Disturbances in Africa prevented the Punic commanders from reaping the full fruit of their success. Before long the fall of Capua enabled Rome to transfer troops from Italy to Spain, and in 209 the best Roman general of the day, the young son and namesake of the recently slain P. Scipio, was placed in command. The new leader signalized his arrival by a bold and successful coup-de-main upon the great arsenal of Carthago Nova. Though he failed to prevent Hasdrubal Barca from marching away to Italy, Scipio profited by his departure to push back the remaining hostile forces the more rapidly. A last effort by the Carthaginians to retrieve their losses with a fresh army was frustrated by a great victory at Ilipa (near Corduba), and by the end of 206 they were completely driven out of the peninsula.

In 205 Scipio, who had returned to Rome to hold the consulship, proposed to follow up his victories by an attack upon the The War home territory of Carthage. Though the presence of Hannibal in Italy at first deterred the senate from sanctioning this policy, the general popularity The War in
of the scheme overbore all resistance. Scipio was granted a force which he organized and supplemented in Sicily, and in 204 sailed across to Africa. He was here met by a combined levy of Carthage and King Syphax of Numidia, and for a time penned to the shore near Utica. But in“the winter he extricated himself by a surprise attack upon the enemy's camp, which resulted in the total loss of the allied force by sword or flame. In the campaign of 203 a new Carthaginian force was destroyed by Scipio on the Great Plains not far from Utica, their ally Syphax was captured, and the renegade Massinissa (q.v.) reinstated in the kingdom from which Syphax had recently expelled him. These disasters induced the Carthaginians to sue for peace, but before the very moderate terms which Scipio offered could be definitely accepted a sudden reversal of opinion caused them to recall Hannibal's army for a final trial of war, and to break off negotiations. In 202 Hannibal assumed command of a composite force of citizen and mercenary levies stiffened with a corps of his veteran Italian troops. After an abortive conference with Scipio he prepared for a decisive battle at Zama (an inland site not yet identified with certainty). Scipio's force was smaller in numbers, but well trained throughout and greatly superior in cavalry. His infantry, after evading an attack by the Carthaginian elephants, cut through the first two lines of the enemy, but was unable to break the reserve corps of veterans. The battle was ultimately decided by the cavalry of the Romans and their new ally Massinissa, which by a manœuvre recalling the tactics of Cannae took Hannibal's line in the rear and completely destroyed it. The Carthaginians having thus lost their last army again applied for peace and accepted the terms which Scipio offered. They were compelled to cede Spain and the Mediterranean islands still in their hands, to surrender their warships, to pay an indemnity of 10,000 talents (about £2,400,000) within fifty years and to forfeit their independence in affairs of war and foreign policy.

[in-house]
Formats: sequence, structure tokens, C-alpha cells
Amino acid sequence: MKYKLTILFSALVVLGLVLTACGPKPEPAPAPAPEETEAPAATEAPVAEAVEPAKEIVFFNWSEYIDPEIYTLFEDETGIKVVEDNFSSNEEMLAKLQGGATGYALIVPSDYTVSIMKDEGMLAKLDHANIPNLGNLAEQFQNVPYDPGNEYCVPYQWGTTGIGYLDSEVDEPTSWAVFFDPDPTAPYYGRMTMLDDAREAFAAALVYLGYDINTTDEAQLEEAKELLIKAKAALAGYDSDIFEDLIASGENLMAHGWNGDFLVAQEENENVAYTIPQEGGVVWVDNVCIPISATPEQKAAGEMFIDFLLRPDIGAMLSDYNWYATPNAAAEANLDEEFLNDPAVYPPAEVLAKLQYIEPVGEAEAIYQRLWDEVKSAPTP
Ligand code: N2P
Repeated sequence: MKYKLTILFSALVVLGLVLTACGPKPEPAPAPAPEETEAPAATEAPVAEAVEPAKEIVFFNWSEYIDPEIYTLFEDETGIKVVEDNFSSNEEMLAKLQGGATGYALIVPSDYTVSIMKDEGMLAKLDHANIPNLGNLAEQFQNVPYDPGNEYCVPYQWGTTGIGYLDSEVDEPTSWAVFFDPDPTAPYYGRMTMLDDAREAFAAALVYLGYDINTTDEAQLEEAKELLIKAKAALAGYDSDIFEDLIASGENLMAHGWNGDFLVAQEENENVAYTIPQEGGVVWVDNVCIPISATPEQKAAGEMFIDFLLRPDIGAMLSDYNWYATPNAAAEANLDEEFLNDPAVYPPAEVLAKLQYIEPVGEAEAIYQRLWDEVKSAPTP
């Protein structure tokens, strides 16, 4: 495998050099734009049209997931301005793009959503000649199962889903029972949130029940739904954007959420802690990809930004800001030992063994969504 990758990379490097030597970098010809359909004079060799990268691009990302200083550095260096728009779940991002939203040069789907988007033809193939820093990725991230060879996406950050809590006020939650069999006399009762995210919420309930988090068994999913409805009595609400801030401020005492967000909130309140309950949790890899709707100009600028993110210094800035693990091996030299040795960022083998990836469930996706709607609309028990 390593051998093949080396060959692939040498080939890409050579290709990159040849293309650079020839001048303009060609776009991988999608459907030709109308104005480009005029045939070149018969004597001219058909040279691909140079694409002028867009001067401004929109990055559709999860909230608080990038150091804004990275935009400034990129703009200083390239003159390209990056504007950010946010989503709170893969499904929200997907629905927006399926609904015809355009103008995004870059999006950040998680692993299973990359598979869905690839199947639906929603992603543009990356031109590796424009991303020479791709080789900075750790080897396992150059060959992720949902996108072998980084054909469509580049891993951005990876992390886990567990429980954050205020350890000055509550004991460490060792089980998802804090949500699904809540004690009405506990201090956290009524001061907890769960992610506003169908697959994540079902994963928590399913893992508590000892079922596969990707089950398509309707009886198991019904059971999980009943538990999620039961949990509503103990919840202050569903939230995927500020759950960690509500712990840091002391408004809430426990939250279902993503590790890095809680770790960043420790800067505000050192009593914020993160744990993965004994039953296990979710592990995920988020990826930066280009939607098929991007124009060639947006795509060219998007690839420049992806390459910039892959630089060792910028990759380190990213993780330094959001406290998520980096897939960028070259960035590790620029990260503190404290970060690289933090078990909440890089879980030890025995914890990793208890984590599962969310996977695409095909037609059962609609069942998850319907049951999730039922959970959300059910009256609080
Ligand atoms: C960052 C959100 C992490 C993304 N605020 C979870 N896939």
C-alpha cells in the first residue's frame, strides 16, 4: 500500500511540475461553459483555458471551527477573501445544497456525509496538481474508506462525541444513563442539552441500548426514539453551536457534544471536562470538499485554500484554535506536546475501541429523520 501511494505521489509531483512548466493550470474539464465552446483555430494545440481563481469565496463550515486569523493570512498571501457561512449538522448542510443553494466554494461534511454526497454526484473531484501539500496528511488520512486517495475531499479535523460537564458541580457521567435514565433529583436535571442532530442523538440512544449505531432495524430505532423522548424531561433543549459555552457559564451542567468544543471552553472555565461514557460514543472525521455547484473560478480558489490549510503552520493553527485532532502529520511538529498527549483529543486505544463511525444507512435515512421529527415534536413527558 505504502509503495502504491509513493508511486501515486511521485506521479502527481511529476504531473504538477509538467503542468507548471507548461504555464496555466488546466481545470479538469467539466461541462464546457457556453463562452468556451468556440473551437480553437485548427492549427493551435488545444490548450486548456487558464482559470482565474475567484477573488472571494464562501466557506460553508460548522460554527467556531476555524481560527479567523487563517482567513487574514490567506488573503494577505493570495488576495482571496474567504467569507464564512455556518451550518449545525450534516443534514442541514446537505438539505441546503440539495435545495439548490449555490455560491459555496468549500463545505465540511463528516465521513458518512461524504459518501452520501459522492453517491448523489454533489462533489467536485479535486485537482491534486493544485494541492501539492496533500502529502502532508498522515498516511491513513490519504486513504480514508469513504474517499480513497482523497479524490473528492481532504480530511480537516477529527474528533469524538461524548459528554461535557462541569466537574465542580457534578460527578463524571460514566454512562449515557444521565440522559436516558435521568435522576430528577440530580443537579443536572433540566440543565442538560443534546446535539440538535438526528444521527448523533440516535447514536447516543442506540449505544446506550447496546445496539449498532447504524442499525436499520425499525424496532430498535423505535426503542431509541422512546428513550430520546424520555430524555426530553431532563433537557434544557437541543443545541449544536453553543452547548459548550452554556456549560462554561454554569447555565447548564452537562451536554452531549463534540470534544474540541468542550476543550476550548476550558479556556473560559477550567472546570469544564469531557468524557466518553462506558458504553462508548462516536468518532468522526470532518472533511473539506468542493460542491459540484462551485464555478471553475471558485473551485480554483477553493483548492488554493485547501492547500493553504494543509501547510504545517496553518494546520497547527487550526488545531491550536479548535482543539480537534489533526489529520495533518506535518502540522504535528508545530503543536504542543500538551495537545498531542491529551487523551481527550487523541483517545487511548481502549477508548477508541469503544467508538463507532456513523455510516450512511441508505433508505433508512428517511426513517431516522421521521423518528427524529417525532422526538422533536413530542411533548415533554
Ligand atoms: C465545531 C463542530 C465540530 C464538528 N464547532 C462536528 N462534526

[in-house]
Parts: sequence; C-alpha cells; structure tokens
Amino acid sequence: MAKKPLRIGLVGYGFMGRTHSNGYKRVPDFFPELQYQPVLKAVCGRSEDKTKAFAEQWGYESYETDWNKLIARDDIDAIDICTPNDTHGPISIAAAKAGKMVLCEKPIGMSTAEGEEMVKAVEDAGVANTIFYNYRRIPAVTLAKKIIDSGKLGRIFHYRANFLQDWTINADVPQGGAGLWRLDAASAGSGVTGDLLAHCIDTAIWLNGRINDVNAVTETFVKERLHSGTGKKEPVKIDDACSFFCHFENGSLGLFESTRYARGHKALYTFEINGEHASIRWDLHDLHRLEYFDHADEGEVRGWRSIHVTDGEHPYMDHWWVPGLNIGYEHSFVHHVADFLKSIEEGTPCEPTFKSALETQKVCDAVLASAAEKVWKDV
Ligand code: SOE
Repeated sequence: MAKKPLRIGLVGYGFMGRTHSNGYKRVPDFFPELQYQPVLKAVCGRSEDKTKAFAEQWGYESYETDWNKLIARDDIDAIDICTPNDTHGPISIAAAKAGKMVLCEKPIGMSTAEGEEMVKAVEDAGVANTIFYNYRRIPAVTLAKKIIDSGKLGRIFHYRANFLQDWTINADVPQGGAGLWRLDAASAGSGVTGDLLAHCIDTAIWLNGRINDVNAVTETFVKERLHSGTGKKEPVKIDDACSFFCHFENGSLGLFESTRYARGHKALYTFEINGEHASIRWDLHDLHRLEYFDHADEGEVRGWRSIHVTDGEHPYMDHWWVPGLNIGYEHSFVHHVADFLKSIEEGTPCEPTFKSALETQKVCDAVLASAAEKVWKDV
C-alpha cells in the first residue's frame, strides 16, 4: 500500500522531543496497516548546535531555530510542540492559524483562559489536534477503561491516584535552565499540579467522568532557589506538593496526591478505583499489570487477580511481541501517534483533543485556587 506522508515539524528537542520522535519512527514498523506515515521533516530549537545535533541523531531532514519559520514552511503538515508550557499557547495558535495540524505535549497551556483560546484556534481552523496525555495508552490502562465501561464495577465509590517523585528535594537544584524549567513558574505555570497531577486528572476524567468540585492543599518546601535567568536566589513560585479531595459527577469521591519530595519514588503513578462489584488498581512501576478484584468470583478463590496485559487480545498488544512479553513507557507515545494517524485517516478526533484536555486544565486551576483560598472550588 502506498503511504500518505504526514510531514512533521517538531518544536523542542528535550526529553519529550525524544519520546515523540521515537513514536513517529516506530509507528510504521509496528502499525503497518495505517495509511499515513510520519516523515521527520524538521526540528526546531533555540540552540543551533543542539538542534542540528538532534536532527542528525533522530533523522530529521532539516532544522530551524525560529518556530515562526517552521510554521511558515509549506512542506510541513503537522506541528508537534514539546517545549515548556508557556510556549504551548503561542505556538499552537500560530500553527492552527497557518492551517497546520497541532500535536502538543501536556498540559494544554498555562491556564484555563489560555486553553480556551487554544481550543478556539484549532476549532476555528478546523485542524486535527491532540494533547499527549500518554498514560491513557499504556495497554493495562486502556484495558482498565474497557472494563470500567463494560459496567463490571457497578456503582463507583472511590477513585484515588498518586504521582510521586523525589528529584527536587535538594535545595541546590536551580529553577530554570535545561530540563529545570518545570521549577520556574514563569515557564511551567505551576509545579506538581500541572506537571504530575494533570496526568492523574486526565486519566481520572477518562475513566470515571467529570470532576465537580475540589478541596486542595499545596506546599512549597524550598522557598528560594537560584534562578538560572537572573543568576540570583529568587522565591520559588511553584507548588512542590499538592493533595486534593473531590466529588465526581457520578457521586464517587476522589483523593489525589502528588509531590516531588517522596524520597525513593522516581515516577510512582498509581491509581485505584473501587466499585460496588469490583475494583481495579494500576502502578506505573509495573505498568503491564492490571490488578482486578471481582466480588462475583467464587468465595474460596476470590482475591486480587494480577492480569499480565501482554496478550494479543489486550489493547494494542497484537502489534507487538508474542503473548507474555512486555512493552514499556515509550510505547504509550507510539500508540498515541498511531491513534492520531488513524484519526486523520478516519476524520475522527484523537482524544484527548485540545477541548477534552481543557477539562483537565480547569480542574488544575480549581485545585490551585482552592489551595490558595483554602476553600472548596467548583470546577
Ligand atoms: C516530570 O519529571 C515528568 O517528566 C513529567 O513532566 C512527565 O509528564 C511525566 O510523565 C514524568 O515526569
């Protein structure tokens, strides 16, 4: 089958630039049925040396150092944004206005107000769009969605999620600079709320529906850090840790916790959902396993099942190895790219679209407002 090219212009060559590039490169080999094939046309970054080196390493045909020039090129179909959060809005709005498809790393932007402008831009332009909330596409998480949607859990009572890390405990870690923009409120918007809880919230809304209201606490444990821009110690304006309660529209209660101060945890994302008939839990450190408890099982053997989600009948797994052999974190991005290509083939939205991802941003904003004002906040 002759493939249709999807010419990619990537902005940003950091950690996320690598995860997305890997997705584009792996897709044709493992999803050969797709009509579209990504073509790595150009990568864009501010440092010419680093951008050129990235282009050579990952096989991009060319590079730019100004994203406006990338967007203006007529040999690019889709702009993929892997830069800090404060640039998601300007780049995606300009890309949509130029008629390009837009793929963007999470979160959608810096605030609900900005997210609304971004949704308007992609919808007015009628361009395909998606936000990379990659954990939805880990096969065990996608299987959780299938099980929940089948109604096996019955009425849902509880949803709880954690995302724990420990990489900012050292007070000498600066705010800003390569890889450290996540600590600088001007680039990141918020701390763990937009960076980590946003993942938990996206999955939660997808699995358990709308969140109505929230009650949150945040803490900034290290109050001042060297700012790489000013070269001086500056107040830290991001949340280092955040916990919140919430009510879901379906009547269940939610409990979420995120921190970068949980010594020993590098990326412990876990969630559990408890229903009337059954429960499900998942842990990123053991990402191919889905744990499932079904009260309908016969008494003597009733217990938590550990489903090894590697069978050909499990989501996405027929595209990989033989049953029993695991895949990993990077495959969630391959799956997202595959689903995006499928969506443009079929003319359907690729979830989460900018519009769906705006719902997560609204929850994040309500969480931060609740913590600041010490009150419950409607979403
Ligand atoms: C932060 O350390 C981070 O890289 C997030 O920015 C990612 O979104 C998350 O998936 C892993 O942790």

The Second Punic War, by far the greatest struggle in which either power engaged, had thus ended in the complete triumph of Rome. This triumph is not to be explained in the main by any faultiness in the Carthaginians' method of attack. The history of the First Punic War, and that of the Second outside of Italy, prove that the Romans were irresistible on neutral or Carthaginian ground. Carthage could only hope to win by invading Italy and using the enemy's home resources against him. The failure of Hannibal's brilliant endeavour to realize these conditions was not due to any strategical mistakes on his part. It was caused by the indomitable strength of will of the Romans, whose character during this period appears at its best, and to the compactness of their Italian confederacy, which no shock of defeat or strain of war could entirely disintegrate. It is this spectacle of individual genius overborne by corporate and persevering effort which lends to the Second Punic War its peculiar interest.